Review: ‘Fat City’

John Huston has a terse, sharp, downbeat but compassionate look at the underside of smalltown American life in the west, actually in central California in the town of Stockton.

John Huston has a terse, sharp, downbeat but compassionate look at the underside of smalltown American life in the west, actually in central California in the town of Stockton.

It is about boxing, about failures, about part-time agricultural workers, but really about those who, in defeat, still have meaning. The allusion stems from the old American dream of another chance, a reward for trying and for triumph in competition. Huston has been blessed by a brilliantly dialogued script by Leonard Gardner from his own much-praised [1970] novel.

Huston catches the feel of the community with a lean, no-nonsense economy, a hard-boiled but humanly alert feeling which raises the tale from a purely naturalistic lowlife depiction of the characters to make a statement on the life style of the drifters and those who accept a moderate place in the smalltown hierarchy.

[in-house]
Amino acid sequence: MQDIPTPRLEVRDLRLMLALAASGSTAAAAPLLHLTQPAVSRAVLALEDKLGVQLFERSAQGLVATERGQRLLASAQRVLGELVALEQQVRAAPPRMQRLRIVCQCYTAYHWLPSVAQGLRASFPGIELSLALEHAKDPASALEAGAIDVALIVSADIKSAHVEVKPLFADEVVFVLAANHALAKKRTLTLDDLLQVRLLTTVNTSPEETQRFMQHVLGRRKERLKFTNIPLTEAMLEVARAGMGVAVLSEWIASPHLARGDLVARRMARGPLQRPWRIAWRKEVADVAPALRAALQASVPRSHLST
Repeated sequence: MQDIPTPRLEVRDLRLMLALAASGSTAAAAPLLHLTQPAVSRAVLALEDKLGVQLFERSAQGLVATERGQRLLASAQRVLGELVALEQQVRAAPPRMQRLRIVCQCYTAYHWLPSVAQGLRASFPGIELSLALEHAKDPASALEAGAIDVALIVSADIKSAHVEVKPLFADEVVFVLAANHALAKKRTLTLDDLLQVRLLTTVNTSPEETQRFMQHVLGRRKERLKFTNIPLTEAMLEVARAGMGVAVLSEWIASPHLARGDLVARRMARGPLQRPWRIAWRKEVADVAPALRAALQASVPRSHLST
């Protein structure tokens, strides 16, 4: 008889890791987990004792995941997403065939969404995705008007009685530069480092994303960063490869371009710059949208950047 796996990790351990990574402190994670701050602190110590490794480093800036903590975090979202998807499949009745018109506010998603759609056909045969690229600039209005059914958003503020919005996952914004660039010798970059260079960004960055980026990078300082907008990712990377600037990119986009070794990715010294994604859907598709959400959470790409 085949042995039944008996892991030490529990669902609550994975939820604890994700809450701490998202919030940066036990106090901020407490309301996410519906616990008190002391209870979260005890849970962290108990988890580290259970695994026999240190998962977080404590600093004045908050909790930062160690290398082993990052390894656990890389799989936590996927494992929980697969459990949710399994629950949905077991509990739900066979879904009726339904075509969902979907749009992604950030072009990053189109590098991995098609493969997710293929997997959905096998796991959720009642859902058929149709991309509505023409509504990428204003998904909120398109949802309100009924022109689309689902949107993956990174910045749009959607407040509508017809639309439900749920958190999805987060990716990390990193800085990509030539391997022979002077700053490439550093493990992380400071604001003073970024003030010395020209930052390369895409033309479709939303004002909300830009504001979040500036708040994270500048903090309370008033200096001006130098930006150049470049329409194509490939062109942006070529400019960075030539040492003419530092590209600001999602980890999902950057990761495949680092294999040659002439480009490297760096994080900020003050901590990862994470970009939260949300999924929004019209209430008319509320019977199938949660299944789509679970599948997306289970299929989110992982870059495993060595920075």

1972: Nomination: Best Supp. Actress (Susan Tyrrell)

Fat City

Production

Rastar/Columbia. Director John Huston; Producer Ray Stark; Screenplay Leonard Gardner; Camera Conrad Hall; Editor Margaret Booth; Music Marvin Hamlisch (sup.); Art Director Richard Sylbert

Crew

(Color) Available on VHS. Extract of a review from 1972. Running time: 100 MIN.

With

Stacy Keach Jeff Bridges Susan Tyrrell Candy Clark Nicholas Colasanto Art Aragon
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